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law society

The Law Society of England and Wales has, since the early 1990s, fought a rear-guard action against the engagement of solicitors in counter-money laundering efforts. The Regulator, which was first a division of the Law Society and then spun off to become a ludicrously politically charged enforcer of any passing social fad had, at that time the correct view that solicitors were within the scope of the original Money Laundering Regulations. At last, the regulator, now known as the Solicitors (sic) Regulatory Authority (it's so trendy it doesn't use an apostrophe where its name demands one) has decided that money laundering is something it needs to pay attention to. The Law Society is on a war footing, declaring the SRA's action "an assault."

It's pathetic: according to a report in The Law Society's Gazette, the official publication of the Law Society of England and Wales, "The Legal Sector Affinity Group, whose members include the Law Society and Solicitors Regulation Authority, has told the Treasury that a ‘sensible supervisory approach’ to the new regulations would give firms and individuals time to adjust to their new obligations." Apparently the membership body and the regulator haven't had time to prepare their Guidance. Too busy with finding new crazy obligations to impose on an already over-stretched profession, one might conclude.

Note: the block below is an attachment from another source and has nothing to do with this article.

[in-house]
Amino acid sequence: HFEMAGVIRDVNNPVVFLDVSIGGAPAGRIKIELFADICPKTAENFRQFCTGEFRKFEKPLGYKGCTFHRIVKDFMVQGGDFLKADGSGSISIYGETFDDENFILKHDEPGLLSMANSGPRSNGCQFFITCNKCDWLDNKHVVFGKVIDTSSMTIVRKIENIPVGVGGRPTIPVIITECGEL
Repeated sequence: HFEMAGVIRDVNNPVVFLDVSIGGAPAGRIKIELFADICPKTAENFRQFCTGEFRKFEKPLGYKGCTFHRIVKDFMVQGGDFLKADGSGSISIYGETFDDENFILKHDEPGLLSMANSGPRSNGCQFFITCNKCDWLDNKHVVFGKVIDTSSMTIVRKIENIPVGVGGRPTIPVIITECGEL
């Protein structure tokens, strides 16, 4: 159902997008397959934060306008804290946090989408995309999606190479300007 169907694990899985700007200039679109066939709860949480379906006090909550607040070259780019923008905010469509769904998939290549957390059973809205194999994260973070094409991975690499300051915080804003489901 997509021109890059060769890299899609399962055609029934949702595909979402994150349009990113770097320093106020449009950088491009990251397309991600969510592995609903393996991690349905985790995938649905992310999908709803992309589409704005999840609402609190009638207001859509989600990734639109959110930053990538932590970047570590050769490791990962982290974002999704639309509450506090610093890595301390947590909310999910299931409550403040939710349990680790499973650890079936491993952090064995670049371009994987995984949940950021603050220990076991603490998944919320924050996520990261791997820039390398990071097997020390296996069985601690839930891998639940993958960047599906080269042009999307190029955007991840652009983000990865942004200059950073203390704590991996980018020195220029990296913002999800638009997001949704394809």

It's probably not a great idea for me, an English solicitor (retired) to be publicly harsh about my professional body. But, seriously, is the Law Society of England and Wales contrary or comatose? It really just does not "get" money laundering risks and its latest attempt to update its guidance demonstrates that its attitude is, simply, retarded.

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